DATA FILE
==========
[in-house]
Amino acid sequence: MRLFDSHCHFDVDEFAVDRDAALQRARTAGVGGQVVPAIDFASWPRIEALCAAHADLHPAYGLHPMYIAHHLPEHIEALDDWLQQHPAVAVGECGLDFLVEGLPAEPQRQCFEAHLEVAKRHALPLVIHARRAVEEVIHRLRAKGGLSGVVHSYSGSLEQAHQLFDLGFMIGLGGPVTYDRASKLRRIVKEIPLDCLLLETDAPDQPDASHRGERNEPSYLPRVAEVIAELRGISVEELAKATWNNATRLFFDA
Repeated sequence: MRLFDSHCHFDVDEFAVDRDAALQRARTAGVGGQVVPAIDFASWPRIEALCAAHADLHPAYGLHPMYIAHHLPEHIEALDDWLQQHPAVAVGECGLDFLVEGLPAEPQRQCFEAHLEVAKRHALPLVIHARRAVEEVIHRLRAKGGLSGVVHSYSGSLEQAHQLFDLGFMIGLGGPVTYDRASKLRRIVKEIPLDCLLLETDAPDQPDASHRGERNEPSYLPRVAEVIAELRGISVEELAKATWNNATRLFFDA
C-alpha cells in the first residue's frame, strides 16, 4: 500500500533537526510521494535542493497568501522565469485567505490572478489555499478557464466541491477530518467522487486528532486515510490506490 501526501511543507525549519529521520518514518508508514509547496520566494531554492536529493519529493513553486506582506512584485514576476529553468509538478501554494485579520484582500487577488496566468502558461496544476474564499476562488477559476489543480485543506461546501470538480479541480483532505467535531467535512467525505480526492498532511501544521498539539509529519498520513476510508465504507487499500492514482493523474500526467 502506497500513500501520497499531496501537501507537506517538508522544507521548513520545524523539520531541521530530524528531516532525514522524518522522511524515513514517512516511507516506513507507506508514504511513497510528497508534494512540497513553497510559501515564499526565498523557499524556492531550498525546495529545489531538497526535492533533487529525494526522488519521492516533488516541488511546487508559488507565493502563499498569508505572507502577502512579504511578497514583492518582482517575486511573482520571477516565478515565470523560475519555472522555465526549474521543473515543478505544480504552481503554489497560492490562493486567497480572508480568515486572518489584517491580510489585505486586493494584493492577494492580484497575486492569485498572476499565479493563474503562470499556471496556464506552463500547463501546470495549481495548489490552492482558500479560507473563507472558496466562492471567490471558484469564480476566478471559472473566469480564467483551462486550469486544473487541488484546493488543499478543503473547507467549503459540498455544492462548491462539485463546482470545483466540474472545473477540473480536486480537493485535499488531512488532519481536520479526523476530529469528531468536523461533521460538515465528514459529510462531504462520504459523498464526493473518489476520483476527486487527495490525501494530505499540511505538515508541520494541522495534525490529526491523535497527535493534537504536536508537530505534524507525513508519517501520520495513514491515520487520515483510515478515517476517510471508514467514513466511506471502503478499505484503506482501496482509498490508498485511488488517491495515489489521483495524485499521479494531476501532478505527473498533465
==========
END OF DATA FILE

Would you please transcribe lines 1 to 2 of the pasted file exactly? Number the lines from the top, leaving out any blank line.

[in-house]
Amino acid sequence: MRLFDSHCHFDVDEFAVDRDAALQRARTAGVGGQVVPAIDFASWPRIEALCAAHADLHPAYGLHPMYIAHHLPEHIEALDDWLQQHPAVAVGECGLDFLVEGLPAEPQRQCFEAHLEVAKRHALPLVIHARRAVEEVIHRLRAKGGLSGVVHSYSGSLEQAHQLFDLGFMIGLGGPVTYDRASKLRRIVKEIPLDCLLLETDAPDQPDASHRGERNEPSYLPRVAEVIAELRGISVEELAKATWNNATRLFFDA